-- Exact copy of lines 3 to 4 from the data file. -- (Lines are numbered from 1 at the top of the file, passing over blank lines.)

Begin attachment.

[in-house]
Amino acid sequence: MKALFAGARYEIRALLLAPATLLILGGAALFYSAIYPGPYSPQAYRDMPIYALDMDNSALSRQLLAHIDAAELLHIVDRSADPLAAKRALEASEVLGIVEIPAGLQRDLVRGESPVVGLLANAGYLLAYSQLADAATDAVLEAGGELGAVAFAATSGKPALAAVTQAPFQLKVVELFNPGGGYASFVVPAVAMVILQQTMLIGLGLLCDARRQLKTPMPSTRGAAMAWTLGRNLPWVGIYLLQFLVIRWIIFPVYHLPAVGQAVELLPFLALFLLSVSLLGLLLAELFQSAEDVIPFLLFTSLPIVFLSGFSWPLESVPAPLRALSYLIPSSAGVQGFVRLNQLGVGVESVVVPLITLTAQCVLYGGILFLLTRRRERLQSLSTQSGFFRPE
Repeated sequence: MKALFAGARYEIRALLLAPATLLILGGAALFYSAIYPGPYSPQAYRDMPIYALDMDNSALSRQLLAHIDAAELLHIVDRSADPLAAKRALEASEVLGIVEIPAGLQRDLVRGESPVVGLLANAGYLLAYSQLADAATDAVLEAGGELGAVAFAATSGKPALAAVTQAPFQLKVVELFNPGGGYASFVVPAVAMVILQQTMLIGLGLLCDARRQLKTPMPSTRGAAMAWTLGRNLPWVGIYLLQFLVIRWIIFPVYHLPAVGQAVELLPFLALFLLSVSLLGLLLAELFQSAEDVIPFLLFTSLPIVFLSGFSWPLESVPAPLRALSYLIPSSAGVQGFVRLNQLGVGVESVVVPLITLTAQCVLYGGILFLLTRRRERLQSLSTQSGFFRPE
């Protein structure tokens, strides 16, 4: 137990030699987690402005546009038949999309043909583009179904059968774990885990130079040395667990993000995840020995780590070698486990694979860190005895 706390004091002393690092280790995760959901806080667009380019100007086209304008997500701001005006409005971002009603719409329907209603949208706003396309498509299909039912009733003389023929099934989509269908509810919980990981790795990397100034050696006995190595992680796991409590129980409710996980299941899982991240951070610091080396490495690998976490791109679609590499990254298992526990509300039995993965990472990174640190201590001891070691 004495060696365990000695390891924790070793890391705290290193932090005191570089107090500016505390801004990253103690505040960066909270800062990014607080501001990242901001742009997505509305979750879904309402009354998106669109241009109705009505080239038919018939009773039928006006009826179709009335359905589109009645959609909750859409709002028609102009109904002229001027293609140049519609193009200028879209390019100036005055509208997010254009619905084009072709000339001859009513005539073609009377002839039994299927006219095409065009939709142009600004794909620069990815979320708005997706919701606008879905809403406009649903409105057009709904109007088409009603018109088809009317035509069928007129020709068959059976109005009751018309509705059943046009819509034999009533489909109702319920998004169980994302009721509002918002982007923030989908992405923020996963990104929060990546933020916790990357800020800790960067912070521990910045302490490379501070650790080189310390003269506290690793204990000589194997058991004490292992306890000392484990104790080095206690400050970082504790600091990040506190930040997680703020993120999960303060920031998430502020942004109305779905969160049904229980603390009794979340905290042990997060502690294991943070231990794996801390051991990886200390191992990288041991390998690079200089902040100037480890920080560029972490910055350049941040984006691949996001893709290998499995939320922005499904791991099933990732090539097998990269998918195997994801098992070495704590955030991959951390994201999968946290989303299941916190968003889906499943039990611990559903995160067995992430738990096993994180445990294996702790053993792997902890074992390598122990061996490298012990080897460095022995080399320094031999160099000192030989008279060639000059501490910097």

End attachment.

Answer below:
Repeated sequence: MKALFAGARYEIRALLLAPATLLILGGAALFYSAIYPGPYSPQAYRDMPIYALDMDNSALSRQLLAHIDAAELLHIVDRSADPLAAKRALEASEVLGIVEIPAGLQRDLVRGESPVVGLLANAGYLLAYSQLADAATDAVLEAGGELGAVAFAATSGKPALAAVTQAPFQLKVVELFNPGGGYASFVVPAVAMVILQQTMLIGLGLLCDARRQLKTPMPSTRGAAMAWTLGRNLPWVGIYLLQFLVIRWIIFPVYHLPAVGQAVELLPFLALFLLSVSLLGLLLAELFQSAEDVIPFLLFTSLPIVFLSGFSWPLESVPAPLRALSYLIPSSAGVQGFVRLNQLGVGVESVVVPLITLTAQCVLYGGILFLLTRRRERLQSLSTQSGFFRPE
């Protein structure tokens, strides 16, 4: 137990030699987690402005546009038949999309043909583009179904059968774990885990130079040395667990993000995840020995780590070698486990694979860190005895 706390004091002393690092280790995760959901806080667009380019100007086209304008997500701001005006409005971002009603719409329907209603949208706003396309498509299909039912009733003389023929099934989509269908509810919980990981790795990397100034050696006995190595992680796991409590129980409710996980299941899982991240951070610091080396490495690998976490791109679609590499990254298992526990509300039995993965990472990174640190201590001891070691 004495060696365990000695390891924790070793890391705290290193932090005191570089107090500016505390801004990253103690505040960066909270800062990014607080501001990242901001742009997505509305979750879904309402009354998106669109241009109705009505080239038919018939009773039928006006009826179709009335359905589109009645959609909750859409709002028609102009109904002229001027293609140049519609193009200028879209390019100036005055509208997010254009619905084009072709000339001859009513005539073609009377002839039994299927006219095409065009939709142009600004794909620069990815979320708005997706919701606008879905809403406009649903409105057009709904109007088409009603018109088809009317035509069928007129020709068959059976109005009751018309509705059943046009819509034999009533489909109702319920998004169980994302009721509002918002982007923030989908992405923020996963990104929060990546933020916790990357800020800790960067912070521990910045302490490379501070650790080189310390003269506290690793204990000589194997058991004490292992306890000392484990104790080095206690400050970082504790600091990040506190930040997680703020993120999960303060920031998430502020942004109305779905969160049904229980603390009794979340905290042990997060502690294991943070231990794996801390051991990886200390191992990288041991390998690079200089902040100037480890920080560029972490910055350049941040984006691949996001893709290998499995939320922005499904791991099933990732090539097998990269998918195997994801098992070495704590955030991959951390994201999968946290989303299941916190968003889906499943039990611990559903995160067995992430738990096993994180445990294996702790053993792997902890074992390598122990061996490298012990080897460095022995080399320094031999160099000192030989008279060639000059501490910097």